June 15, 2011
Minnesota State Colleges and Universities to stay open even if state government shuts down (Revised)Contact:
Melinda Voss, (651) 201-1804, firstname.lastname@example.org
The Minnesota State Colleges and Universities system will remain open this summer even if other parts of state government shut down July 1, system officials announced today.
Officials were notified Wednesday by Gov. Mark Dayton’s office that the system will receive the support needed from Minnesota Management and Budget to continue operations on July 1, even if other parts of state government shut down.
The governor’s petition to the state district court said that “operations of the Minnesota State Colleges and Universities will continue based on its statutory and practical financial autonomy and its balance carry-over authority.”
Chancellor James H. McCormick thanked all officials who worked to assure the system’s continued operation. “We are deeply appreciative of the governor’s action to support uninterrupted instruction and services at the state colleges and universities,” McCormick said. “This is a critical time for the 67,000 students taking summer session courses at our schools and for the tens of thousands of students preparing to enroll in the fall term.”
The action means that Management and Budget will provide payroll and other payment processing for the system. The higher education appropriations bill awaits resolution with other state operating budgets. The system already has statutory authority to use existing tuition and other receipts in the new fiscal year that starts on July 1.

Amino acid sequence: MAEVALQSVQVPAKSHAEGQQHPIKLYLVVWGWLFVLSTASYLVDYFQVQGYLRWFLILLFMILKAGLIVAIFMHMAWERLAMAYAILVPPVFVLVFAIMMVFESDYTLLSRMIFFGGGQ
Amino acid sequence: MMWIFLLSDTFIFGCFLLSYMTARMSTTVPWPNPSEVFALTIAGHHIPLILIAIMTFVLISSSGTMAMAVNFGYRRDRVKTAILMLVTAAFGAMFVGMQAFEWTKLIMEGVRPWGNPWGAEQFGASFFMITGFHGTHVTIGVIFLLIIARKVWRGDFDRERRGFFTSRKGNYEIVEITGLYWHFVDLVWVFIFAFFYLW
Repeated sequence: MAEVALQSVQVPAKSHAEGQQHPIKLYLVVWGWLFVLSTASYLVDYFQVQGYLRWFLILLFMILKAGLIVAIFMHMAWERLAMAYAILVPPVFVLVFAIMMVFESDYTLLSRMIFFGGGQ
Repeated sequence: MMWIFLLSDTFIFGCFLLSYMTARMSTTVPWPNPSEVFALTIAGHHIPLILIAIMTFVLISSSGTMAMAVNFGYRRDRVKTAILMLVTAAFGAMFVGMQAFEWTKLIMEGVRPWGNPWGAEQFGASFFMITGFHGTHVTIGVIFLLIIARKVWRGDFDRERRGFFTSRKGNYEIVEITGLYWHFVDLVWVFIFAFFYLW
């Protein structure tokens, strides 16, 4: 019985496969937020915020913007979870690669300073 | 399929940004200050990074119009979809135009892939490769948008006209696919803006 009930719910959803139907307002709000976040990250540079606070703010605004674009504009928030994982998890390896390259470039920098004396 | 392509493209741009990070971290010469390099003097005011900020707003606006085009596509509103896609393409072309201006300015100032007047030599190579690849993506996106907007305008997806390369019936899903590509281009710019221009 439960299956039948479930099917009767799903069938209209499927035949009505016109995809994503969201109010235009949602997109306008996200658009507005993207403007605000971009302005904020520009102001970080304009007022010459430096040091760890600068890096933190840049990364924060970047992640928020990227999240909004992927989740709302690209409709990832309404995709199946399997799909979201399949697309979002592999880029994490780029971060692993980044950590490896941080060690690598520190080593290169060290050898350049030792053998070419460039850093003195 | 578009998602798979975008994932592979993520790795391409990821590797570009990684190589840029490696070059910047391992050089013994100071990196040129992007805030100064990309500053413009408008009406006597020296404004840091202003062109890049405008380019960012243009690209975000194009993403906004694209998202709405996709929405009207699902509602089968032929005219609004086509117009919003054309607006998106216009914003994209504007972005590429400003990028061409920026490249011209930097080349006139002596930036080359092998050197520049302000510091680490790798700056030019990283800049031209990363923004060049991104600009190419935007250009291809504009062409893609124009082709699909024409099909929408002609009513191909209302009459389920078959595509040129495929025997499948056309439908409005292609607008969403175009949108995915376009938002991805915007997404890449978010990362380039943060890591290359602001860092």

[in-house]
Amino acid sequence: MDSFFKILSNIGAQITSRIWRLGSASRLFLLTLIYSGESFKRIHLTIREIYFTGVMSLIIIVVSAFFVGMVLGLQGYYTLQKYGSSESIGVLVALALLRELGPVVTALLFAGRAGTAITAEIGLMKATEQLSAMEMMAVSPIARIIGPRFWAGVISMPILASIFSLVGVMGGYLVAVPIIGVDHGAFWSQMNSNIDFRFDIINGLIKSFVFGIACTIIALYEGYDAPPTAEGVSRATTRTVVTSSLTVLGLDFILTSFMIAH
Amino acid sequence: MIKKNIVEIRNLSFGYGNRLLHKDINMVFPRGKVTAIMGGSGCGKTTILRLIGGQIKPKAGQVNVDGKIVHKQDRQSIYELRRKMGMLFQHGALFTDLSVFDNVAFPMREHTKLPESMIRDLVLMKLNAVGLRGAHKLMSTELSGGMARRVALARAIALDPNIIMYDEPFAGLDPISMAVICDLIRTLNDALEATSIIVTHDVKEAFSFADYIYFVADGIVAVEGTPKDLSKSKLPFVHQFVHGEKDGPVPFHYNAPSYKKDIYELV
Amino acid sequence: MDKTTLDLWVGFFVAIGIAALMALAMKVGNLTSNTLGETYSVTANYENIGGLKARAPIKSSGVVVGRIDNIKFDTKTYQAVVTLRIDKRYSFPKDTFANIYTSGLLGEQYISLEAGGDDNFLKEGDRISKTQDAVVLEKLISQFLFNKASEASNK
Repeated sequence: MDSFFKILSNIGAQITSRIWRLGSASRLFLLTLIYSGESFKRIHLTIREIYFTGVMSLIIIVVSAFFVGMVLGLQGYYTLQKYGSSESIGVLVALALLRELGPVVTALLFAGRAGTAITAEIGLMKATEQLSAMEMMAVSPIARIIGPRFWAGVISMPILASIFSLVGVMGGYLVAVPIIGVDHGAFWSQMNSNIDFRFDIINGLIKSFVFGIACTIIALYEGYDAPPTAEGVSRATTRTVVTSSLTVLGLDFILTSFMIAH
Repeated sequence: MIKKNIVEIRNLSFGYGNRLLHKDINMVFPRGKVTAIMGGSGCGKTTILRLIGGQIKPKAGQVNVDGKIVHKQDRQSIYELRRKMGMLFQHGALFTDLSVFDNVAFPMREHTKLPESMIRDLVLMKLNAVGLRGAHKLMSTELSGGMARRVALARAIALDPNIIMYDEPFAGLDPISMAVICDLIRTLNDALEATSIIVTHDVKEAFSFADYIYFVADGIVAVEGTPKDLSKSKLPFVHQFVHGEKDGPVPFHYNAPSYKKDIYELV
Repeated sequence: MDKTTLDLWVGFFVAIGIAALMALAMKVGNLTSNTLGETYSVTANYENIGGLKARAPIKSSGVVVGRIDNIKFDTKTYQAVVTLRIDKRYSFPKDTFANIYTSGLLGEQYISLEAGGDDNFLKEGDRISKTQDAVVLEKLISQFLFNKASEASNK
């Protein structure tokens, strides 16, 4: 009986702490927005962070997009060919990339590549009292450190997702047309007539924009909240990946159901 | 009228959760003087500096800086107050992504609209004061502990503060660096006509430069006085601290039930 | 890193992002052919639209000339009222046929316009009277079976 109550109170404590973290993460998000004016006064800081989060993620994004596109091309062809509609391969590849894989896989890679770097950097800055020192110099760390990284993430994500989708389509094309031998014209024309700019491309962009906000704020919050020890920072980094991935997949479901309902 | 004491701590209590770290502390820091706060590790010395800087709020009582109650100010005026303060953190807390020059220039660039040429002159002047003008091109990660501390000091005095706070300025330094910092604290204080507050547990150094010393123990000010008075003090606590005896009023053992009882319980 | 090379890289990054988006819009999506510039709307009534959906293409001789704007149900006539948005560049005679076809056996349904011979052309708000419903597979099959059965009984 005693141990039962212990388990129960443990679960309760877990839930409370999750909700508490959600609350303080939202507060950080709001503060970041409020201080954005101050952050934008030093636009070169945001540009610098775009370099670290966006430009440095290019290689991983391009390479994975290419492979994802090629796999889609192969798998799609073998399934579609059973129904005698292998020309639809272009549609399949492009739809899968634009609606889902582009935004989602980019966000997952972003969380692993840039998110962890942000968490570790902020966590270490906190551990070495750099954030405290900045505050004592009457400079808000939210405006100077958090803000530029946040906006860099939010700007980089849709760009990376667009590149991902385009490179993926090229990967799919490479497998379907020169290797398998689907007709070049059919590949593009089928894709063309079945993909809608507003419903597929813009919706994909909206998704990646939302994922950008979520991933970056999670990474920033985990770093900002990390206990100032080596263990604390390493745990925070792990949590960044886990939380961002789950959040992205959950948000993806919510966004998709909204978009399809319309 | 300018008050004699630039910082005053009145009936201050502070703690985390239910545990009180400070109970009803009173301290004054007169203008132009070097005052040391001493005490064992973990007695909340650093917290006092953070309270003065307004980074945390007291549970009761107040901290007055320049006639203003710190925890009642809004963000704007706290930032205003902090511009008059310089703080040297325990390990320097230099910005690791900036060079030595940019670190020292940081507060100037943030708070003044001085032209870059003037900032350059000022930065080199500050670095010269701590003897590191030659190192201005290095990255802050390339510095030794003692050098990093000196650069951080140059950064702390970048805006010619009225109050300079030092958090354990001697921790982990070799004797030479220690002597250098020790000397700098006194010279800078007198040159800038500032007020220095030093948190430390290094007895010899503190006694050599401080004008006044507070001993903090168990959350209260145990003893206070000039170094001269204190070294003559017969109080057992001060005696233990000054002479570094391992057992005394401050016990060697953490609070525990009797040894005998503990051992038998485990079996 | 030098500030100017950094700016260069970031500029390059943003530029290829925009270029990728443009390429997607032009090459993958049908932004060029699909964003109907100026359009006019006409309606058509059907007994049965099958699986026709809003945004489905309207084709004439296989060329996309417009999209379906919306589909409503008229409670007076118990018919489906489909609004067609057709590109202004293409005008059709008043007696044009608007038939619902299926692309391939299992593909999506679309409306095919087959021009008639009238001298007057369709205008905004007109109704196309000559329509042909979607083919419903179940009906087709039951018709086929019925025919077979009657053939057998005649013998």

Once a formal agreement with MMB is reached, it is expected that layoff notices that were sent to 6,000 Minnesota State Colleges and Universities employees will be rescinded and salaries and benefits to employees will continue.
The system’s continued operation through the summer term will be funded through tuition receipts and fund balances at each of the colleges and universities.
“Both the governor and Legislature have recognized the critical role that higher education has in fueling the state’s economy and improving the lives of all Minnesotans, and this will be welcome news for our students and our campuses” said Scott Thiss, chair of the system’s Board of Trustees.
Minnesota's 31 state community and technical colleges, and universities serve more than 420,000 students across the state.